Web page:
May 2008
Volume 49, Issue 13
Free
ARVO Annual Meeting Abstract  |   May 2008
Activation of Nod2, the Gene Responsible for Blau Syndrome, Induces Murine Eye Inflammation That Is Dependent on Interferon-Gamma
Author Affiliations & Notes
  • T. Kawaguchi
    Casey Eye Institute, Oregon Health & Science University, Portland, Oregon
  • S. R. Planck
    Casey Eye Institute, Oregon Health & Science University, Portland, Oregon
  • T. M. Martin
    Casey Eye Institute, Oregon Health & Science University, Portland, Oregon
  • H. Sawkar
    Casey Eye Institute, Oregon Health & Science University, Portland, Oregon
  • M. P. Davey
    Veterans Affairs Medical Center, Portland, Oregon
  • J. T. Rosenbaum
    Casey Eye Institute, Oregon Health & Science University, Portland, Oregon
  • H. L. Rosenzweig
    Casey Eye Institute, Oregon Health & Science University, Portland, Oregon
  • Footnotes
    Commercial Relationships  T. Kawaguchi, None; S.R. Planck, None; T.M. Martin, None; H. Sawkar, None; M.P. Davey, None; J.T. Rosenbaum, None; H.L. Rosenzweig, None.
  • Footnotes
    Support  NEI Grants F32-EY017254, EY015137, EY013093, EY006484, Research to Prevent Blindness Awards Granted to J.T.R., T.M.M., S.R.P. and the Casey Eye Institute
Investigative Ophthalmology & Visual Science May 2008, Vol.49, 5140. doi:https://doi.org/
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      T. Kawaguchi, S. R. Planck, T. M. Martin, H. Sawkar, M. P. Davey, J. T. Rosenbaum, H. L. Rosenzweig; Activation of Nod2, the Gene Responsible for Blau Syndrome, Induces Murine Eye Inflammation That Is Dependent on Interferon-Gamma. Invest. Ophthalmol. Vis. Sci. 2008;49(13):5140. doi: https://doi.org/.

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      © ARVO (1962-2015); The Authors (2016-present)

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Abstract

Purpose: : NOD2 (nucleotide oligomerization binding domain 2) is involved in innate immunity to sense the component of bacterial peptidoglycan: muramyl dipeptide (MDP). Specific mutations in the human NOD2 gene cause an autosomal dominant form of granulomatous uveitis, arthritis and dermatitis called Blau Syndrome. To investigate how NOD2 triggers uveitis, we recently established a mouse model of MDP-induced ocular inflammation and demonstrated that the resulting intravascular inflammation in the iris is dependent on NOD2. Here we sought to investigate the role of the inflammatory cytokine interferon gamma (IFNγ) in MDP-induced uveitis in vivo in mice.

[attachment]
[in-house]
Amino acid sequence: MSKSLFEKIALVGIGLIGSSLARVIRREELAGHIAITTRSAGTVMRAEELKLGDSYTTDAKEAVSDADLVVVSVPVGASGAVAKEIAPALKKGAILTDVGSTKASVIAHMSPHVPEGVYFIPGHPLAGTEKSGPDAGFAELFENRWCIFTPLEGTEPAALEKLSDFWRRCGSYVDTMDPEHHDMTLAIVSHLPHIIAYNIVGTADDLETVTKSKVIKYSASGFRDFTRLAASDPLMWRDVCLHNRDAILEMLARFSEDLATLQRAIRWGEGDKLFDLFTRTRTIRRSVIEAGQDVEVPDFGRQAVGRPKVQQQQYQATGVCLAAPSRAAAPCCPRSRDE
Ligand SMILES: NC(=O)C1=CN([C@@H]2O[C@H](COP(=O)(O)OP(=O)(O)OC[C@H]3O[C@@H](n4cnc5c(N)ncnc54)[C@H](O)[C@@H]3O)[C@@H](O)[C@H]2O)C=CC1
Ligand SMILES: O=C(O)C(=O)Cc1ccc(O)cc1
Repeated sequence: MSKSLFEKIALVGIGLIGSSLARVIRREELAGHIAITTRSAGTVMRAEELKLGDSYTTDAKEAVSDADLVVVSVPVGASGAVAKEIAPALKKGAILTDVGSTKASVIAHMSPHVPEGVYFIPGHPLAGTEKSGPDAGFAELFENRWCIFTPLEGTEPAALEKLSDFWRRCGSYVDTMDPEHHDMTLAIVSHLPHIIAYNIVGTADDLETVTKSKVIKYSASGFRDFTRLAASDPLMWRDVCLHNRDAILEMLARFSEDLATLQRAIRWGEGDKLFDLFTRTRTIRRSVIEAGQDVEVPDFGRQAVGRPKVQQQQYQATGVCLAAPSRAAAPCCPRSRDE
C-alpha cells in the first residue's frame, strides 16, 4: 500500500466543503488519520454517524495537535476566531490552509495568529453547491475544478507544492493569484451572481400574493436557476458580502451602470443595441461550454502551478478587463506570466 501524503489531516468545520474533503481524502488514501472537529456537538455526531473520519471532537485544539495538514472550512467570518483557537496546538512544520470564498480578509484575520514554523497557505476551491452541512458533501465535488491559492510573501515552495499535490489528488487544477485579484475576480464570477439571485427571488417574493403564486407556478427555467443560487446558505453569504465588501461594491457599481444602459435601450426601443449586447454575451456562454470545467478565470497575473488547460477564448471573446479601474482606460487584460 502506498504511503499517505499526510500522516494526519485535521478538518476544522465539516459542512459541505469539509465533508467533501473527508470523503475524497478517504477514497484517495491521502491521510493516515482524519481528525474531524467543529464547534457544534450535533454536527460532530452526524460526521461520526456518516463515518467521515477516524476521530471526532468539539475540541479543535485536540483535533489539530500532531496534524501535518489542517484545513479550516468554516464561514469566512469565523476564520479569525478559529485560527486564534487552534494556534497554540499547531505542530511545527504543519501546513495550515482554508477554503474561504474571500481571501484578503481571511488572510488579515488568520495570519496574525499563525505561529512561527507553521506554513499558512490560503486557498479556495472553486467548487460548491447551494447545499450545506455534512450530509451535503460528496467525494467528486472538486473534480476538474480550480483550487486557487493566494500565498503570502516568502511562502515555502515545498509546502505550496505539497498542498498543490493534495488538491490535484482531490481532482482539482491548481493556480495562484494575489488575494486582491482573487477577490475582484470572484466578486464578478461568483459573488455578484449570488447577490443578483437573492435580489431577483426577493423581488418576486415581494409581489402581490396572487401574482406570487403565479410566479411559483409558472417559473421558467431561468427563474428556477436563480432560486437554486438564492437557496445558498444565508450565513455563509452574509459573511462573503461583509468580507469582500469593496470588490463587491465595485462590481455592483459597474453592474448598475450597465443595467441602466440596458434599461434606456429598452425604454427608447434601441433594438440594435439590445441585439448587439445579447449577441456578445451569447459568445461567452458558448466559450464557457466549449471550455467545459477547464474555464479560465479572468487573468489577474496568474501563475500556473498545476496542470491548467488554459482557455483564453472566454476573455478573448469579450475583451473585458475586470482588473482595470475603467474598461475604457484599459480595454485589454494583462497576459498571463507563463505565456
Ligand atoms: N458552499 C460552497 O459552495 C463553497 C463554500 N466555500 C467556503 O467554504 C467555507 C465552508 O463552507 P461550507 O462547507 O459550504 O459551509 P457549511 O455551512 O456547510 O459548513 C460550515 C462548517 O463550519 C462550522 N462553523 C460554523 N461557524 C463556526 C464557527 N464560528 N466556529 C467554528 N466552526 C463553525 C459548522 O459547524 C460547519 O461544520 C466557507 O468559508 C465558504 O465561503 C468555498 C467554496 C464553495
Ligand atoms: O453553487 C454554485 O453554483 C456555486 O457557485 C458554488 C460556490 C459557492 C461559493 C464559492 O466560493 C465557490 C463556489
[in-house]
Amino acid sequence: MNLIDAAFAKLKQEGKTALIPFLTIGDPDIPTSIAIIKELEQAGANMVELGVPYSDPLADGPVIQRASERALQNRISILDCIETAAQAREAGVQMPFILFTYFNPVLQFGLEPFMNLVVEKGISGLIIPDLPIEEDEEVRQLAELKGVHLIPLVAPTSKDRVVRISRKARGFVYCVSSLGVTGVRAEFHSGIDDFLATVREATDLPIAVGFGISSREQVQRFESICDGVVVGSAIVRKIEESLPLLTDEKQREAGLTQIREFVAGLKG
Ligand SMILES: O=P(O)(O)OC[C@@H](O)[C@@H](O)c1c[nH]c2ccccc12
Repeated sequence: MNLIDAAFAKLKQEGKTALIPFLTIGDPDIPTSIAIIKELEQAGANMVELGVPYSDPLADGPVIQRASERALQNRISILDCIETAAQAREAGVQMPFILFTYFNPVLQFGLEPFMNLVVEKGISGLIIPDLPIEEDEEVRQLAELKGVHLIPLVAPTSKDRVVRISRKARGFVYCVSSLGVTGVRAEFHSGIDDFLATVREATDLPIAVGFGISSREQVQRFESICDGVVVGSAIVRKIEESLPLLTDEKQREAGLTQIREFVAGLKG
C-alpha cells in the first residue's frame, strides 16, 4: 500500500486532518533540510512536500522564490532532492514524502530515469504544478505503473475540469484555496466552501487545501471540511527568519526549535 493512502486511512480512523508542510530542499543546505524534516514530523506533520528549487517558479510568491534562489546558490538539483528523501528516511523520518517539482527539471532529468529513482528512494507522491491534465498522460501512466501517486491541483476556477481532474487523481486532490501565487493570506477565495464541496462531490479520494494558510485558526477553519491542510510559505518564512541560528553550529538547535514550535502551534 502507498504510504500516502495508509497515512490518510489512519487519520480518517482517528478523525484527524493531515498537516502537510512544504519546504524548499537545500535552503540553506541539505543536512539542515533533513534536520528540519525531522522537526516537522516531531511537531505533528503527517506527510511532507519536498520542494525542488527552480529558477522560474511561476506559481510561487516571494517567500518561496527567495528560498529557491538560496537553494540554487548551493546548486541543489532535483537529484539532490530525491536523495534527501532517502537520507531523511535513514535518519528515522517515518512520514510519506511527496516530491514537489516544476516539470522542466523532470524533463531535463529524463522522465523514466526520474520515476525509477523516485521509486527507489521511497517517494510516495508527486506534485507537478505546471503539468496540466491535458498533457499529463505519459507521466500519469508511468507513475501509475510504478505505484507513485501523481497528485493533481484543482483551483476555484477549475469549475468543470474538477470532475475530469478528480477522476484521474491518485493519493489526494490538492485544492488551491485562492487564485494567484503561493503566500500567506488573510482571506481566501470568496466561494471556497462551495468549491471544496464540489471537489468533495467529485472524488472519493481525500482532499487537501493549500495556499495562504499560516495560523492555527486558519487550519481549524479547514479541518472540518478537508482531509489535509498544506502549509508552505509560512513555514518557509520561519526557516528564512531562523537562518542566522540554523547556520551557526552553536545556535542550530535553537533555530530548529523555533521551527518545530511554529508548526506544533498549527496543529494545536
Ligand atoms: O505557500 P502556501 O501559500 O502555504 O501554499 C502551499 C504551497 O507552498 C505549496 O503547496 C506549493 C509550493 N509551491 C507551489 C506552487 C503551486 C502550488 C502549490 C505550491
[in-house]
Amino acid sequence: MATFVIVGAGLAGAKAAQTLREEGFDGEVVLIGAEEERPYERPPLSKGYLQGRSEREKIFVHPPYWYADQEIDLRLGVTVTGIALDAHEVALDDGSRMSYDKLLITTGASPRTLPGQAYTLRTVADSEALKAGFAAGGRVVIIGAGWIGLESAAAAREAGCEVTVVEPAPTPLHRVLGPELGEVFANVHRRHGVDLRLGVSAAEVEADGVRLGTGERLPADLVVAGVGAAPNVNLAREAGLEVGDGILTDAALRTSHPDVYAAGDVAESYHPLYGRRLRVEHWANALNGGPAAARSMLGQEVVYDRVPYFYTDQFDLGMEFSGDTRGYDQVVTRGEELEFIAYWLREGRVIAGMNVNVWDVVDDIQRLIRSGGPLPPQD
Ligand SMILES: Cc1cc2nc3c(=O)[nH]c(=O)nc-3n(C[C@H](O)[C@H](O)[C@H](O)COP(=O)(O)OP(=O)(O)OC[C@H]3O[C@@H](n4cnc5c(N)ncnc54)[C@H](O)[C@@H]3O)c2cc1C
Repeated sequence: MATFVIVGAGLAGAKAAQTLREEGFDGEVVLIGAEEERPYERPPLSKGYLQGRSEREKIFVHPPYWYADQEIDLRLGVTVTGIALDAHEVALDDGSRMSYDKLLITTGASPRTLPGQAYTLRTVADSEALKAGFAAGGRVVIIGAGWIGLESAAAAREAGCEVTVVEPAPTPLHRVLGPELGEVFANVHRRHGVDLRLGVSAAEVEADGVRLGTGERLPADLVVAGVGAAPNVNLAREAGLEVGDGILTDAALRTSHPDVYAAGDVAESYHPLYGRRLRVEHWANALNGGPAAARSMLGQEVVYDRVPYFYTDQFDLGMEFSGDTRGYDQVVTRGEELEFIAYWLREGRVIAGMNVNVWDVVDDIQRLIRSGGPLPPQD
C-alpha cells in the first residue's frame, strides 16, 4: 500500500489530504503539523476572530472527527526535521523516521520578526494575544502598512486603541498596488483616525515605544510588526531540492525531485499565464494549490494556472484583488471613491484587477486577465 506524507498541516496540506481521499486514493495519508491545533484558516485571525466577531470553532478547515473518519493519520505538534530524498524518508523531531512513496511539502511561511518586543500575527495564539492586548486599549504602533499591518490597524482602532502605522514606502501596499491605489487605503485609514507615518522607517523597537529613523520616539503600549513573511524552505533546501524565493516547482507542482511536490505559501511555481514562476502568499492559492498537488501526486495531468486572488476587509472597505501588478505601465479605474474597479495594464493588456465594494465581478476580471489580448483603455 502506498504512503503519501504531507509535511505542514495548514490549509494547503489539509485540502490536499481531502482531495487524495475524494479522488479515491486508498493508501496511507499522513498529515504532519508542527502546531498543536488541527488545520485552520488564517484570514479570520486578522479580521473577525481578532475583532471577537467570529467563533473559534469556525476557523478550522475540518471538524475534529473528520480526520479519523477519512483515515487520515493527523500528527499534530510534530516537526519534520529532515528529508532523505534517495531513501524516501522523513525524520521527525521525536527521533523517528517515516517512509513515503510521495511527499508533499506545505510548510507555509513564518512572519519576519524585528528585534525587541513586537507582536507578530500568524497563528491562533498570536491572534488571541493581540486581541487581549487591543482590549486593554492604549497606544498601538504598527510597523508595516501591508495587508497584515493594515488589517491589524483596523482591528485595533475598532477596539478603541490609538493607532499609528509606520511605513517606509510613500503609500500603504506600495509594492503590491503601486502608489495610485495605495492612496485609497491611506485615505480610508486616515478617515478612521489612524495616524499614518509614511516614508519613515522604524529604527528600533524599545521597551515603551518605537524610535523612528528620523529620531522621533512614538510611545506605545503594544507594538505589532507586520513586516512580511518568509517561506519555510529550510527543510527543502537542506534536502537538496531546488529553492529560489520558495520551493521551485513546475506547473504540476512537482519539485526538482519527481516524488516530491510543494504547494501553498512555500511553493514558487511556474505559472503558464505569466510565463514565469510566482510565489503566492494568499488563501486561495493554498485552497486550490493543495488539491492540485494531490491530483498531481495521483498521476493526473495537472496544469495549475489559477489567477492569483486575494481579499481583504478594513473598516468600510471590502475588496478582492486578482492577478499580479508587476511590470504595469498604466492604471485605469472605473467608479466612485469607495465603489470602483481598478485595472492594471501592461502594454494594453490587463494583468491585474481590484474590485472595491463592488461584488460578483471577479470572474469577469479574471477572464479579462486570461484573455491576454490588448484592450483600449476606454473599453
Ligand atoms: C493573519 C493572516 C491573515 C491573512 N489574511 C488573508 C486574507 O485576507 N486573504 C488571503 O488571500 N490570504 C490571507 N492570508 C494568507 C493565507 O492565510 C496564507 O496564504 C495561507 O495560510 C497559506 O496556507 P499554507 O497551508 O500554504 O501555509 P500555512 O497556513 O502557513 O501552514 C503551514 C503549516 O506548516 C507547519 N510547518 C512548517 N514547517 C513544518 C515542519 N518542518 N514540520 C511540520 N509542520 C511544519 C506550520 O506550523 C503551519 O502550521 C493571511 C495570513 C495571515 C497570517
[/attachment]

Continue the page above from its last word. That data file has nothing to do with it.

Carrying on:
Methods: : One hundred micrograms of MDP or saline was injected into the vitreous of BALB/c mice or mice deficient in IFNγ or in NOD2. The intravascular inflammatory response within the iris was assessed by intravital microscopy at 6 hours following MDP treatment and the numbers of rolling and adherent cells were quantified. Production of IFNγ was measured in eye homogenates by ELISA at different times following treatment with MDP or saline.

Results: : We found that MDP treatment resulted in a significant increase in IFNγ production within the eyes of BALB/c mice at 3 hours and 6 hours following treatment. IFNγ was no longer upregulated at 24 hours. Importantly, the increase in IFNγ in response to MDP was absent in NOD2 knock-out mice, which indicates an essential role for NOD2 in IFNγ production. We also demonstrated that IFNγ contributes to the intravascular inflammatory response to MDP, as IFNγ knock-out mice showed a significant decrease in the numbers of rolling and adhering cells within the iris vasculature in response to MDP.

Conclusions: : In marked contrast to IL-1β, which we report elsewhere is not a mediator of MDP-induced uveitis, IFNγ plays an important role in promoting MDP-induced ocular inflammation. Extrapolating from these studies in mice suggests that IFNγ inhibition could be therapeutically beneficial in Blau syndrome.

Keywords: autoimmune disease • inflammation 
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